Year 2011: EGP to discover renewable energy in the world

Published on Thursday, 22 November 2018

“The most captivating part of our history is that, notwithstanding the whirlwind speeds at which the various scenarios are evolving, we’ve still managed to stay aloft at the very core of this flurry, guiding its direction, sometimes getting carried by it and at times even giving it a little more kick.”

– Antonio Cammisecra, CEO of Enel Green Power

Some rare kind of fusion  

It’s a mixed bag of courage, openness to the world and desire to experiment with something unconventional that brought EGP back to the American state of Nevada where it first operated since 2009 at the Stillwater geothermal power plant.

In 2011 an R&D cooperation agreement was signed with the  National Renewable Energy Laboratory, under supervision from the Office of Geothermal Technologies from the US Department of Energy, enabling Enel Green Power to transform Stillwater in the world’s first power station that combines binary-cycle medium enthalpy geothermal technology with thermodynamic and photovoltaic solar.

For EGP’s vision, the Stillwater site plays a fundamental role as a technological hub, right at the heart of an energy market that considers innovation a defining trait.

While in Nevada the heat from the Earth’s core mingles with the heat of the Sun’s rays, in Catania, Sicily, the 3SUN factory churns out over 160 MW-worth of solar panels each year, fueling Italy’s impetuous solar PV growth with a whole new series of EGP solar parks as well as meeting growing demand from highly dynamic markets in Europe, Africa and the Middle East.

While the sun shines brightly, it’s the wind’s turn to make EGP soar to new heights as it carries aloft its energy from the Alps to the Andes, as it passes by Sardinia to gift it with the country’s biggest wind farm. In the town of Portoscuso, a stone’s throw from the Sulcis region home to Italy’s now disused coal mines, giant wind generators provide 90 MW of energy that cover the energy needs of over 70,000 families.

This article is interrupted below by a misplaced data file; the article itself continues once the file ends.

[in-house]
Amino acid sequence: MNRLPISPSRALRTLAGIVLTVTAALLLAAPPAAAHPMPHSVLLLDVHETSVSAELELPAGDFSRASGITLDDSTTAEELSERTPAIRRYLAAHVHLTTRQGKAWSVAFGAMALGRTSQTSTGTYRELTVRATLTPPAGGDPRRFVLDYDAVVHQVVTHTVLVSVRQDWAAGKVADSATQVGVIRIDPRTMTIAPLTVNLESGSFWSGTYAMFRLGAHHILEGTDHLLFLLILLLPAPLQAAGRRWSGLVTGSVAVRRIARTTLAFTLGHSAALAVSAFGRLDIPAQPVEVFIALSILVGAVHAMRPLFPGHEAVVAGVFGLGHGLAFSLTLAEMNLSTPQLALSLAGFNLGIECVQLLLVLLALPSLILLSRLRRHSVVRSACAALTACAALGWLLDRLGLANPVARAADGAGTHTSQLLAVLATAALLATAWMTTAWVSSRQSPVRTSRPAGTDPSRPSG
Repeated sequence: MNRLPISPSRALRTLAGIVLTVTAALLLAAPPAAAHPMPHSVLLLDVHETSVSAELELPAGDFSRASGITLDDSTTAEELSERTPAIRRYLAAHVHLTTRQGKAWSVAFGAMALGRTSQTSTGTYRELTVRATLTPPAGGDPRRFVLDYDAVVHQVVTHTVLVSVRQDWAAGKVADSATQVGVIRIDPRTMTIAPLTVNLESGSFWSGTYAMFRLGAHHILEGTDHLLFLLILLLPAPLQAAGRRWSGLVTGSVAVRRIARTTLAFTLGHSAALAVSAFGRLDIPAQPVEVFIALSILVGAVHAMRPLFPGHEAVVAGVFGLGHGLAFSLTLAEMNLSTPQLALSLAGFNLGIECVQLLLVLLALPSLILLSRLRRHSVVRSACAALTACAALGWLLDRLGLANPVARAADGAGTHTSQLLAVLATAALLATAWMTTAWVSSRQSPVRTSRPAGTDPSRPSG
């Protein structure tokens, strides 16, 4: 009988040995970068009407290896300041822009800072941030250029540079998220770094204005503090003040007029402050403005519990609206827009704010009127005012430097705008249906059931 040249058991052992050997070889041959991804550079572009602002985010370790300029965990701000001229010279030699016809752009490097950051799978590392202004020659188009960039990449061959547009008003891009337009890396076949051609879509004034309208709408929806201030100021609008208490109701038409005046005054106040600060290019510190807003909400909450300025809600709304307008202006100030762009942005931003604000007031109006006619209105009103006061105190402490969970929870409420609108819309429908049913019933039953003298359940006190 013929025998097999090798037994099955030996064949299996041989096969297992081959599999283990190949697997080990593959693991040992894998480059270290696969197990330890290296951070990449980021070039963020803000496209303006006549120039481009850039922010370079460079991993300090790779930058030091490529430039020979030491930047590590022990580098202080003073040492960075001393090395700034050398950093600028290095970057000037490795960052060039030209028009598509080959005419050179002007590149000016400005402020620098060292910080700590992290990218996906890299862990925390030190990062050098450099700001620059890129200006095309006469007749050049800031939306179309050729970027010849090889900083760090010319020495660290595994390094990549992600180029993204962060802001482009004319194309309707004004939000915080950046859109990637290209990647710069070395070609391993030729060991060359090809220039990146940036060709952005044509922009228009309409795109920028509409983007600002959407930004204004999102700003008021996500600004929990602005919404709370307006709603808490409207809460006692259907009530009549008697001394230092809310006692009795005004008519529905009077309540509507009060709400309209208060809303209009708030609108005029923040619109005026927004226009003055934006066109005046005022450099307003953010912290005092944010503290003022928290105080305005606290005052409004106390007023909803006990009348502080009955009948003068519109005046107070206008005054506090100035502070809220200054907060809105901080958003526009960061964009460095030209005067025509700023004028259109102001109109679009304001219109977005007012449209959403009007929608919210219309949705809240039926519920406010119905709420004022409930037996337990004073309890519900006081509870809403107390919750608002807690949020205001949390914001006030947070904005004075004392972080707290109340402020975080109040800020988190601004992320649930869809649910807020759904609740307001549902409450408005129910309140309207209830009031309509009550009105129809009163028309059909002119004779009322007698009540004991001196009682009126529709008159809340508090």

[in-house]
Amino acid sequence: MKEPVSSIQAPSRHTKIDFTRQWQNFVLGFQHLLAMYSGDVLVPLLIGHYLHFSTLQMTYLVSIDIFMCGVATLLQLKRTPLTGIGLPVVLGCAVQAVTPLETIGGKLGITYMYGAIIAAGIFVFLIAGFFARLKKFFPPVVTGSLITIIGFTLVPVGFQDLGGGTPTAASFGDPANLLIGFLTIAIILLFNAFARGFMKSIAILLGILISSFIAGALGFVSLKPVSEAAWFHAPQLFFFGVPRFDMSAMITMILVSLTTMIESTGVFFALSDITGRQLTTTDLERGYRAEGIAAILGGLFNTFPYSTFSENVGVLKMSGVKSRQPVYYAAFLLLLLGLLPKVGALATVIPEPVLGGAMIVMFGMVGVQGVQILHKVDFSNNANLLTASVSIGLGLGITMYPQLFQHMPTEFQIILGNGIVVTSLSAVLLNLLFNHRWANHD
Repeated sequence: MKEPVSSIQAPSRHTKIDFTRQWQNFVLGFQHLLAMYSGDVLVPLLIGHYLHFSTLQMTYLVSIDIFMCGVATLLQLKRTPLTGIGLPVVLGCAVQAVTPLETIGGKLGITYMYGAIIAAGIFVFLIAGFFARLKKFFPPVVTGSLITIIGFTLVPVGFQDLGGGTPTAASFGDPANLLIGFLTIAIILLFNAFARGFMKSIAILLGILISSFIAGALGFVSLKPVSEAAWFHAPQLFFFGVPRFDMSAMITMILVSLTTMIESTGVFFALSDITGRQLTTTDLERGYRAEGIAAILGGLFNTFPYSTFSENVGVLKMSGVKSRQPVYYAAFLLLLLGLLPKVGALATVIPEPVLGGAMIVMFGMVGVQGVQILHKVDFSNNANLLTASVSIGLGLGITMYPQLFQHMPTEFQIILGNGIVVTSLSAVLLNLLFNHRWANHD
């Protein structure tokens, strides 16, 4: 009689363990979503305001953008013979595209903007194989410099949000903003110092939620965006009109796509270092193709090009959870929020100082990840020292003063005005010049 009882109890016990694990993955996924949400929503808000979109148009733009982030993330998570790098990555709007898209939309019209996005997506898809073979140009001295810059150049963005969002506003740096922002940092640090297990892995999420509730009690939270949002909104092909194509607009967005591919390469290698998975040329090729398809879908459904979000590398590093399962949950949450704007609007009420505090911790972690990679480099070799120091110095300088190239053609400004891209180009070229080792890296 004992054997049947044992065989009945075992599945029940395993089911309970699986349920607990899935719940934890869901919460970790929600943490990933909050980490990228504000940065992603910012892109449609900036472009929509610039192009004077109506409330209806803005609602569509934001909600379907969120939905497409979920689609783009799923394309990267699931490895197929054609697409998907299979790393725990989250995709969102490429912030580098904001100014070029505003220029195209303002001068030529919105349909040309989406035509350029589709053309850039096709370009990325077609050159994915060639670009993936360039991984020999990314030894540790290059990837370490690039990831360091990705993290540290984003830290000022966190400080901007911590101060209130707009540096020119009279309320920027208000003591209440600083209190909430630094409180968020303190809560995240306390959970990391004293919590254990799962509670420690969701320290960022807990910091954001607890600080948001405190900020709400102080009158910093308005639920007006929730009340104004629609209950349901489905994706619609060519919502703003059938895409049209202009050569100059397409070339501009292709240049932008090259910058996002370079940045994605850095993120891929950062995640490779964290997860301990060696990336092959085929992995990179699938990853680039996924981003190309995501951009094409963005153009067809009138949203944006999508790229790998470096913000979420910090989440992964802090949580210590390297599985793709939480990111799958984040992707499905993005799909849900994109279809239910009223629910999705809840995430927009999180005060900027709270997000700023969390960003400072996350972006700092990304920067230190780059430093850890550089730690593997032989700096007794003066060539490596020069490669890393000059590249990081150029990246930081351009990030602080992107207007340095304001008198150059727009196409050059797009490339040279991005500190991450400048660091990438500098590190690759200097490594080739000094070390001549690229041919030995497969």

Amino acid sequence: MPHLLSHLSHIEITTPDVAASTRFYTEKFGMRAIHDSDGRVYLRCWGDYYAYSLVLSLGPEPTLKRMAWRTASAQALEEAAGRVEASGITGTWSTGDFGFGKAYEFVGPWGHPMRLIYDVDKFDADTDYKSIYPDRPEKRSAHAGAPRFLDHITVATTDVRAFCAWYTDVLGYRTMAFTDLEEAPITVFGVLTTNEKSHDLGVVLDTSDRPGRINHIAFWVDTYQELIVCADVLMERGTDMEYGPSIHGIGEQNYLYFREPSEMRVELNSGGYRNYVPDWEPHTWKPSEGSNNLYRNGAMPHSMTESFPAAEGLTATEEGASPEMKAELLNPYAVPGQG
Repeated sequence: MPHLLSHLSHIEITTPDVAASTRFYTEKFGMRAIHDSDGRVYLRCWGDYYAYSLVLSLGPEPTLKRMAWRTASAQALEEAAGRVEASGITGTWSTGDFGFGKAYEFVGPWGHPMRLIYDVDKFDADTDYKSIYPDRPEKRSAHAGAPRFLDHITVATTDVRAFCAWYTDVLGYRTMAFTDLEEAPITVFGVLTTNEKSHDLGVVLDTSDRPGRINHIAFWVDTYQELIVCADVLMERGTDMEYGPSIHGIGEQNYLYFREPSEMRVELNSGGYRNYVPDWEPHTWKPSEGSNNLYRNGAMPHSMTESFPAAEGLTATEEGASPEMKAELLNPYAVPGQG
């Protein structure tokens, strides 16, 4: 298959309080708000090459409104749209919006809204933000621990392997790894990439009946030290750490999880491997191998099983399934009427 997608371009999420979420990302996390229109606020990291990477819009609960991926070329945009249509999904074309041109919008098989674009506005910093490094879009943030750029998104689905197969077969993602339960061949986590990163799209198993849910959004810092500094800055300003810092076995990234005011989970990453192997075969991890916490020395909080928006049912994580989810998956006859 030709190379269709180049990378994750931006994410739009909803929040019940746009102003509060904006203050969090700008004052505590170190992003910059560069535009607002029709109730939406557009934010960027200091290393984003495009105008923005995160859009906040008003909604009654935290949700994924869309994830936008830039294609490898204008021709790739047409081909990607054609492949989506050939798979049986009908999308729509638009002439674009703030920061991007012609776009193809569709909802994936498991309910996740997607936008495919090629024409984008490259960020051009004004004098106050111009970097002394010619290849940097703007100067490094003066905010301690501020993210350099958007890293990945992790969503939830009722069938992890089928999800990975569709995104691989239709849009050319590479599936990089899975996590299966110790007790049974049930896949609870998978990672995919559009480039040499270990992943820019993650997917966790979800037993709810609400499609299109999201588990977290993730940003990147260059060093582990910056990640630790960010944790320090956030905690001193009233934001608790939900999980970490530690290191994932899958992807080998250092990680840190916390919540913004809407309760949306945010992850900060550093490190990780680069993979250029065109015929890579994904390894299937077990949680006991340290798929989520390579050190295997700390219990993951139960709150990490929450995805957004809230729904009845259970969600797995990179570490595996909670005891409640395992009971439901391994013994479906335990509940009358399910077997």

“We’ve built a system that unites people under a common vision, both idealistic and rock-solid, hence we take pride in having created quite a rare kind of fusion.”

– Francesco Starace, CEO Enel

Winds are blowing strong in the New World

Between 2011 and 2012 the entire American continent was swept by a new wave of EGP-branded wind power. Brazil saw the first of many new wind farms in the Federal state of Bahia, with the 30 MW Cristal power plant.

In Chile, Enel Green Power takes home the first national public tender for the construction of new wind farms, organized jointly by the Ministry of Energy and the Ministry of National commons.

While Chile is still waiting for its wind turbines to start rolling, way up north in the American states of Oklahoma and Kansas, our wind farms are already spinning.

In Oklahoma,  EGP boasts its 150 MW Rocky Ridge wind farm while in Kansas, the Caney River plant is somewhat special. Not only for its extra-large size of 200 MW, but for how it represents the first and foremost implementation of the CSV model (Creating shared value): a true harbinger of positive change for the communities that live and work in the wind farm’s environs.